Jump to content
Daytime sleep help
6 replies to this topic
Posted 03 December 2012 - 02:42 PM
I recently received some extremely helpful and kind advice from some wonderful EB members about sleeping routines for my 6 week old baby boy. I had a couple of follow on questions I'd be grateful for your feedback on.
If baby wakes up after say 45 or so minutes from a day nap, do I resettle and try to put back to sleep OR feed and start the feed/activity/sleep cycle again from scratch? I guess I'm not sure at what point a day nap is adequate? how long am I aiming for him to sleep between day time feeds? (Am breastfeeding on demand approximately every 3hrs)
Similarly - If outside the home and trying to stick to the 1.5 hour awake time between feeds, do I need to put baby down for sleep in capsule/pram/arms etc or is something else recommended? I find he sleeps for shorter (eg 30 mins) naps if not in his own cot, do I try to resettle and put to sleep again after a short nap or feed etc?
Posted 03 December 2012 - 02:56 PM
Babies don't normally consolidate their naps to more than one sleep cycle (45 min) until they are between 4-6 months. Some do, and you'll hear about babies that always have two hour naps from day dot. This is the exception, not the norm.
I would not resettle a 6 week old. Get her up and feed her. This makes the days more work, but it also means that the more feeds she gets in the day, the more likely it is she will start to drop night feeds. Babies are sleepier at night, so they are more likely to start to consolidate night time sleeps before daytime sleeps.
She will probably start to consolidate day naps all by herself sometime between 4 and 6 months. If she hasn't by six months you could try resettling; definitely don't even attempt it at six weeks!
A half hour nap at this age is fine. Try for. Couple bps a day in the cot, but a couple shorter naps in the pram are fine (and will also tech her that its ok to sleep out and about).
ETA - put your baby to sleep by any means necessary either in or out o the house! Don't get hung up on it MUST be pram, or cot or whatever. DS1 liked his pram, DS2 hated to sleep in the pram and only slept in the Ergo. It doesn't matter. You can't create sleep associations (good or bad) until at least 4 months (they don't have enough of a memory for it), so do whatever works with the least amount of effort possible!
Edited by MsN, 03 December 2012 - 02:59 PM.
Posted 03 December 2012 - 03:14 PM
completely agree with MrsN's advice. My DD would usually only do 45min day sleeps up until she was around 4 months old. I stressed myself out as she wasn't always doing the feed-play-sleep thing as she would sometimes refuse to feed when waking up. I would offer her a feed when she woke up, sometimes she wouldn't want a feed straight away but would have one a bit later. In the end, I didn't need to worry as it all kind of fell into place from just after 4 months of age.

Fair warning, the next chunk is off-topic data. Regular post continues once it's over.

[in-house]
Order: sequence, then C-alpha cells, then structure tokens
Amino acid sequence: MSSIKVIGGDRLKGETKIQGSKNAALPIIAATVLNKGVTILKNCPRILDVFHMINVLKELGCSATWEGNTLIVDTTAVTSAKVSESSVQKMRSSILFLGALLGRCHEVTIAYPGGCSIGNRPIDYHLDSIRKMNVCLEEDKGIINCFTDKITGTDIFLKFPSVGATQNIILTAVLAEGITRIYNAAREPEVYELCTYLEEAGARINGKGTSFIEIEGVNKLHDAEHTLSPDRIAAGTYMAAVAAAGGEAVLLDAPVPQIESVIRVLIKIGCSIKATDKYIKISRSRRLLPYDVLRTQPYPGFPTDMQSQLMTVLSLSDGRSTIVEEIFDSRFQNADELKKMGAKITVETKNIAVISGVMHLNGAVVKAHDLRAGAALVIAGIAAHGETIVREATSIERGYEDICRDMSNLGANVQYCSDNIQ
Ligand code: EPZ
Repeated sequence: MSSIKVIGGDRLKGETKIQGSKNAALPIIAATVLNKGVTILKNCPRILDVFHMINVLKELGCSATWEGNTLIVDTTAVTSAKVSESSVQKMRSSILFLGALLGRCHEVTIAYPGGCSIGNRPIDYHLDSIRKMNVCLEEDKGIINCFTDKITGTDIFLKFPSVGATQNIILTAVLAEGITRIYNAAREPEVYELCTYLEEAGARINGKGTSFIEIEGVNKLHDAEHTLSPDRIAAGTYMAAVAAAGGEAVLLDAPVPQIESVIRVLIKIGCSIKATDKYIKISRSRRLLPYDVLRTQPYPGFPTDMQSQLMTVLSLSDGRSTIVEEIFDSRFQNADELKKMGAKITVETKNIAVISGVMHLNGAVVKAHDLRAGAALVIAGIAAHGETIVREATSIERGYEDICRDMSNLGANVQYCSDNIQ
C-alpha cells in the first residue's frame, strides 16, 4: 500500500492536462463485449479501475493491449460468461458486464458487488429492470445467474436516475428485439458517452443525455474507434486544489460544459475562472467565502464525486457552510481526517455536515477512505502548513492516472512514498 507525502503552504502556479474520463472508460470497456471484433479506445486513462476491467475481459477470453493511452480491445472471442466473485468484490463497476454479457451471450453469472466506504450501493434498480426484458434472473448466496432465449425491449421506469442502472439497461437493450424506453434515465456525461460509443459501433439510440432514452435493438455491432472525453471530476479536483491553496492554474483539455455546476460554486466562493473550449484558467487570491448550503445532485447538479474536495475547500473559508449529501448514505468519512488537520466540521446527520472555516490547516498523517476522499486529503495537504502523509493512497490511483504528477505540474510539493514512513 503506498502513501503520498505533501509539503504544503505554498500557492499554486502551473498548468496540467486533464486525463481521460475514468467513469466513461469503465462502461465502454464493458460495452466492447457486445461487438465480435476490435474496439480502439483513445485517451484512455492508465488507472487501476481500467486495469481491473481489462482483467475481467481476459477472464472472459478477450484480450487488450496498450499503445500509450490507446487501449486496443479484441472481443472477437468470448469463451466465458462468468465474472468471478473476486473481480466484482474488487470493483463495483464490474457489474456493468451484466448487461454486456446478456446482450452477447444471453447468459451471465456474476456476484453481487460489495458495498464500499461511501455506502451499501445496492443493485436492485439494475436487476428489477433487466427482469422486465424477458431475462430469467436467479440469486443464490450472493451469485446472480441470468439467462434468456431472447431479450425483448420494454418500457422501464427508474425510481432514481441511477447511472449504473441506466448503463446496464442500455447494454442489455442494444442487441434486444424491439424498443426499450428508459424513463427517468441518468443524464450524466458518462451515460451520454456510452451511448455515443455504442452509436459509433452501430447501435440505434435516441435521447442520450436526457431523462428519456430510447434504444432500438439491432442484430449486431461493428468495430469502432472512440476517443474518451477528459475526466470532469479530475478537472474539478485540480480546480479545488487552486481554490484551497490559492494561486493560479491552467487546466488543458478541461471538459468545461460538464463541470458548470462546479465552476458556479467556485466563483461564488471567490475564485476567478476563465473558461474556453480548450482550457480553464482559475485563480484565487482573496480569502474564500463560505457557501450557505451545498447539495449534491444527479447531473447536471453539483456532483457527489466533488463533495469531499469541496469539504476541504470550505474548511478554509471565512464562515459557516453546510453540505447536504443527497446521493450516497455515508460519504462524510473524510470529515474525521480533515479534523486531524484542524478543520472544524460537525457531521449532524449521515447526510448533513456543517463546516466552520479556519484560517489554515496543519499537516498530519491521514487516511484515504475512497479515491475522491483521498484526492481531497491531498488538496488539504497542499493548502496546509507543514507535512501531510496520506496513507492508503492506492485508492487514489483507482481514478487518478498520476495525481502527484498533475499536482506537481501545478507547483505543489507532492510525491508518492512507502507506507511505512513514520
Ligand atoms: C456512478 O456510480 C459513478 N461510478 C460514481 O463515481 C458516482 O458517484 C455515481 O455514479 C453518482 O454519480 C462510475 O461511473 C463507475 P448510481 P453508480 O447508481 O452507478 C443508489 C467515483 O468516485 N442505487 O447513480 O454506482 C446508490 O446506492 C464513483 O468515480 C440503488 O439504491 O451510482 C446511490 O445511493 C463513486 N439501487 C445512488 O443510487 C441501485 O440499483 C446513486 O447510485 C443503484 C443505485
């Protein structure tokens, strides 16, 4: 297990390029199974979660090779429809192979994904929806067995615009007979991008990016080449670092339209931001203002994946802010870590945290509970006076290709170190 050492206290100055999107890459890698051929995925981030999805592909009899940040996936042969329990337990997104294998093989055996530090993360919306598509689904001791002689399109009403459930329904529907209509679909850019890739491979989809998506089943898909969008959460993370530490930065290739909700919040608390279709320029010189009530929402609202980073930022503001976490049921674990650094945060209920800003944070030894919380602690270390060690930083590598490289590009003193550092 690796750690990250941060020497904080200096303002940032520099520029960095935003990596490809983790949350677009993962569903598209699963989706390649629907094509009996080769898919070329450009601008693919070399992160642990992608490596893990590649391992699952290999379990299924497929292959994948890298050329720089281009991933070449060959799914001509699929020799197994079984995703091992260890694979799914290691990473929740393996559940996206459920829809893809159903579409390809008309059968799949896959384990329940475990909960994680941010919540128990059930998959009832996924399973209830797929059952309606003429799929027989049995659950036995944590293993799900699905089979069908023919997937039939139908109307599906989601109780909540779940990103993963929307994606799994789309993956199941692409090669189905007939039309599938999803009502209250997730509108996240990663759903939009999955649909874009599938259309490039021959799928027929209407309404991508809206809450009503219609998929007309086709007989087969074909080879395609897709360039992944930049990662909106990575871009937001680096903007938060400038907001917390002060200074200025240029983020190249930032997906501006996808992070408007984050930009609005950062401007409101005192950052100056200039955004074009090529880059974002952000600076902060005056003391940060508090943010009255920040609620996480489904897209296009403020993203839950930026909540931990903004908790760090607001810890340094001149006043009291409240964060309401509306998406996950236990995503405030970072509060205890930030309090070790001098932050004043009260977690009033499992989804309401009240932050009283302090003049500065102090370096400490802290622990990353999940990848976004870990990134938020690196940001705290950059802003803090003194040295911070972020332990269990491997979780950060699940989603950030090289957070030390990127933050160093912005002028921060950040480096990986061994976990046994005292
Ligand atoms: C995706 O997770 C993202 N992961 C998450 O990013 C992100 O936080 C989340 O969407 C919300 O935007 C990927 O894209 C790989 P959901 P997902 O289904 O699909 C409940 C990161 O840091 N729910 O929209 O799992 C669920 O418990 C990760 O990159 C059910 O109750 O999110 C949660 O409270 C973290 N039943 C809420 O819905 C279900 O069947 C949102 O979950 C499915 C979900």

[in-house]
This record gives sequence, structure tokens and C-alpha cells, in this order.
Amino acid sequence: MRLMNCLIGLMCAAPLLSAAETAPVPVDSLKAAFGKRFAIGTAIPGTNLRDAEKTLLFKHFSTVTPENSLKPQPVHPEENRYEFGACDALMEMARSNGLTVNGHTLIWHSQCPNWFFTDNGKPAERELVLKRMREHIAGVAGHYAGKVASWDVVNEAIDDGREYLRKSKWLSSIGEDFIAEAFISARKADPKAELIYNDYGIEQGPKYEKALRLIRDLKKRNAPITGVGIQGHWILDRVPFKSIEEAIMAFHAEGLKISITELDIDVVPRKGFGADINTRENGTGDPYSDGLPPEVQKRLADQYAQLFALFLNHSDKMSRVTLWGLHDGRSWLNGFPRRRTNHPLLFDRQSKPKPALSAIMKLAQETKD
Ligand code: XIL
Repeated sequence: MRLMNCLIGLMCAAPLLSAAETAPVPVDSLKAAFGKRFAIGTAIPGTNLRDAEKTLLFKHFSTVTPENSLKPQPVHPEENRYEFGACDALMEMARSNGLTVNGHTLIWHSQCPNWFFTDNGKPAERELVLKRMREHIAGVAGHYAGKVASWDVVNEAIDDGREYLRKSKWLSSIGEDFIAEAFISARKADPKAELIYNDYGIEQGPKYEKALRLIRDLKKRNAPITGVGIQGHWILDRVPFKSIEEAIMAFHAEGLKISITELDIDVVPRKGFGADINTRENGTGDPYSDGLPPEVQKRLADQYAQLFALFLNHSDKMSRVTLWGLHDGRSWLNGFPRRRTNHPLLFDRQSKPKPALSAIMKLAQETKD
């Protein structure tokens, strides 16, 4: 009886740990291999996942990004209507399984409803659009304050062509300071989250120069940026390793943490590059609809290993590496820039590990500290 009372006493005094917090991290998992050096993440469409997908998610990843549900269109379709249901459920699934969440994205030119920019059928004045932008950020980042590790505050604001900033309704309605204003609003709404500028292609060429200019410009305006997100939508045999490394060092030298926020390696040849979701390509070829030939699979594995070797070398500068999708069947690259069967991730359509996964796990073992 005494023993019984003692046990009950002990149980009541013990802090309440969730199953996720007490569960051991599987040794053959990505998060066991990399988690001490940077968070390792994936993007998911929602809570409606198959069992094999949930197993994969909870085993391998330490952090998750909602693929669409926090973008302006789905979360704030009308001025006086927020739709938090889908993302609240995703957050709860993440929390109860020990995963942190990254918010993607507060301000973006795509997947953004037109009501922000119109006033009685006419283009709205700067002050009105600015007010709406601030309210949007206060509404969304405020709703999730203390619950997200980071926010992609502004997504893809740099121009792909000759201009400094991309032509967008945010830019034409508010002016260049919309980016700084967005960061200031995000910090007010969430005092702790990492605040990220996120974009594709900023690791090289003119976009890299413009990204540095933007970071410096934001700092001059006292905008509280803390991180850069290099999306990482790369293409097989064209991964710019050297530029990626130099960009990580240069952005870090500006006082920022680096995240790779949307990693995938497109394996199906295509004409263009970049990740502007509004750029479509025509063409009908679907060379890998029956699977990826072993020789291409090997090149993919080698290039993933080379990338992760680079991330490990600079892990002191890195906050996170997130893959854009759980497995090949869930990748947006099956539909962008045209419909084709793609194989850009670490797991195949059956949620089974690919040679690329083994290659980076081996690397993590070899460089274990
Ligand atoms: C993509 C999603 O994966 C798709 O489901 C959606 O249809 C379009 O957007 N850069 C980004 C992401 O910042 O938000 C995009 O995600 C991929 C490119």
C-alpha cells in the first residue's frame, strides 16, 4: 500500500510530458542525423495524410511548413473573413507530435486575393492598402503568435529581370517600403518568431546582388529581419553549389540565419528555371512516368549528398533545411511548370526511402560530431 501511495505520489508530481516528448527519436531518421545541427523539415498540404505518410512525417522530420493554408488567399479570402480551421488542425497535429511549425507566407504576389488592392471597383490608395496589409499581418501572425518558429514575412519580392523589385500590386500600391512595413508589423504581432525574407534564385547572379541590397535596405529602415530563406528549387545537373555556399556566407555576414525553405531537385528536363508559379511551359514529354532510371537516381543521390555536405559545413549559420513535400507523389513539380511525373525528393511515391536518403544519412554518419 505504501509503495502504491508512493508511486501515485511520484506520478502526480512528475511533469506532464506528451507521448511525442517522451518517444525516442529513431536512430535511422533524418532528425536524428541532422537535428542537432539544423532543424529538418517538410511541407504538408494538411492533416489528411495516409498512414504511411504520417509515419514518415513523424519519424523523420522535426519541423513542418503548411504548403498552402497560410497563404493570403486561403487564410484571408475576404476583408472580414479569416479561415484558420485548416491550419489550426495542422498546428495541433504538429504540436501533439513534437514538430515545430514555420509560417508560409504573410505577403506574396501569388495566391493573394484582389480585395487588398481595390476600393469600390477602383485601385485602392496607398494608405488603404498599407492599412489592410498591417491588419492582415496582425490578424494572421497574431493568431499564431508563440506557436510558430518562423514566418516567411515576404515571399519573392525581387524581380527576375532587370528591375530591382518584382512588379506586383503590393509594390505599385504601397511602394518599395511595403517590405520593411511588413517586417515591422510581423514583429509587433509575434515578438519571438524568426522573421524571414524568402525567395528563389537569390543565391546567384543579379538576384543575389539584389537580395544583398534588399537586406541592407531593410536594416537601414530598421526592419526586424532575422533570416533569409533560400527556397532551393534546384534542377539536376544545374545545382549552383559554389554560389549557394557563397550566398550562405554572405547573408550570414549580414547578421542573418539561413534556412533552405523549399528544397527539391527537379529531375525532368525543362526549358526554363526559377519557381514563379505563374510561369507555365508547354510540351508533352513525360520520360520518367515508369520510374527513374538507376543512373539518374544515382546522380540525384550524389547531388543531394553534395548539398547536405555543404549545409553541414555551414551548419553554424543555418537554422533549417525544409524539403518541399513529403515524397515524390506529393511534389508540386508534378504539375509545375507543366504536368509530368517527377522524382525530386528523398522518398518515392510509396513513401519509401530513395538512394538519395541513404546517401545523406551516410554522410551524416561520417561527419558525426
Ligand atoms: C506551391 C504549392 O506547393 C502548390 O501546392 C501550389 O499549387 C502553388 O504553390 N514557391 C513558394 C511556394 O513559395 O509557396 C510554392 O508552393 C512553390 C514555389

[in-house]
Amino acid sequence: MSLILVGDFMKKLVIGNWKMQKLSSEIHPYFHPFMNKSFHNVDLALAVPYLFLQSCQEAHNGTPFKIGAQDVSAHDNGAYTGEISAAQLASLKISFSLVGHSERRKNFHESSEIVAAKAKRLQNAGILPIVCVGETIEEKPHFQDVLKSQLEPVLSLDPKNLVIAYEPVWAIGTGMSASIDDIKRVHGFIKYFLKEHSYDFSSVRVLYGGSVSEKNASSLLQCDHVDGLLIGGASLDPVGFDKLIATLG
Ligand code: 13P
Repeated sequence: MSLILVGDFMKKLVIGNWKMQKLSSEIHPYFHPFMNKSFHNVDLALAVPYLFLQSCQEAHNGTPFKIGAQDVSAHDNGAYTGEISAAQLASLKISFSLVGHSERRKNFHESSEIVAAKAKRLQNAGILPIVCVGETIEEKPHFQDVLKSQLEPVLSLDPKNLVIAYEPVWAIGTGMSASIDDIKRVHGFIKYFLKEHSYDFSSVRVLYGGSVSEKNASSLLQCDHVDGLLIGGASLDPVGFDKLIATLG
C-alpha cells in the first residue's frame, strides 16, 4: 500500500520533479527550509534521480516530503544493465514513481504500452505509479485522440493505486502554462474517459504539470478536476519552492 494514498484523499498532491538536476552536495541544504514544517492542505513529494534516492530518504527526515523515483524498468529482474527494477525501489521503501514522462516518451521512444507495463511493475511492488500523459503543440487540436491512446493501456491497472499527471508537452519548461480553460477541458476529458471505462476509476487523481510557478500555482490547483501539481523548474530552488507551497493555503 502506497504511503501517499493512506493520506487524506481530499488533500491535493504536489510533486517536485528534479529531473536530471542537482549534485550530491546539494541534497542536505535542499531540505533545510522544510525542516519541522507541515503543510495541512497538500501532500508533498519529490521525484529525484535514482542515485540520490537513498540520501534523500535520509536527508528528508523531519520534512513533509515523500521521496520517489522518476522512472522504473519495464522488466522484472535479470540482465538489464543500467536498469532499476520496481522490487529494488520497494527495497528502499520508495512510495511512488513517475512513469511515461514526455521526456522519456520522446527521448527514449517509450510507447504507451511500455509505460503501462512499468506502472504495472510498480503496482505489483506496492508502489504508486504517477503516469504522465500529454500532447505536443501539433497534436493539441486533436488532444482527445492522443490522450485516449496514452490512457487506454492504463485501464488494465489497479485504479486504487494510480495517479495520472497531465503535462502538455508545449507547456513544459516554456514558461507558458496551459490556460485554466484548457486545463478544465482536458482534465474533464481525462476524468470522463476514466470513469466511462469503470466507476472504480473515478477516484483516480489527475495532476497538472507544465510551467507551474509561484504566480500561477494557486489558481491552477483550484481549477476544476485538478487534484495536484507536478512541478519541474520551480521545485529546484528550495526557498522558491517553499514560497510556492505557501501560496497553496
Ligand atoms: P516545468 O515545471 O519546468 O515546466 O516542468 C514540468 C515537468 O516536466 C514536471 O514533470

Though since the age of around 4 months, she has refused to sleep anywhere but her cot (or the car) except for the very odd occasion!
Posted 03 December 2012 - 03:25 PM
I agree with MsN too BUT I would also say there's no harm in trying to resettle. If it works, great, and if it doesn't, or you can't be bothered, nothing lost.
Once my DS was 11 weeks, we had great success with a feed, play, sleep routine where the feeds were at least 3 hours apart. However, there's nothing to say that he wouldn't have naturally improved at that age, anyway. I wouldn't try it with a baby the age of yours unless advised by a professional to do so.
Posted 03 December 2012 - 03:39 PM
Thanks for the advice!
My boy is a terrible sleeper, and at most is sleeping 9-10 hours a in 24 hours! with catnaps and much unsettledness in the day time between sleeps. I got great advice fromTresillian about not keeping him awake more than 1.5 hours between feed/sleep and how to settle/put to sleep which has been very effective the past couple of days.
Also - Though I have exclusively breast fed since bub was born, I have low supply which I'm trying to increase by expressing after most feeds and motillium, fenugreek etc... So I wonder if I offer the breast even after a short nap whether there will be much/any milk anyway? (silly question?!)
Edited by Miss Lily, 03 December 2012 - 04:41 PM.
Posted 03 December 2012 - 03:58 PM
I would aim to resettle after 45 mins but wouldnt invest more than say 5 to 10 minutes of time in doing so. I found anymore stressful and pointless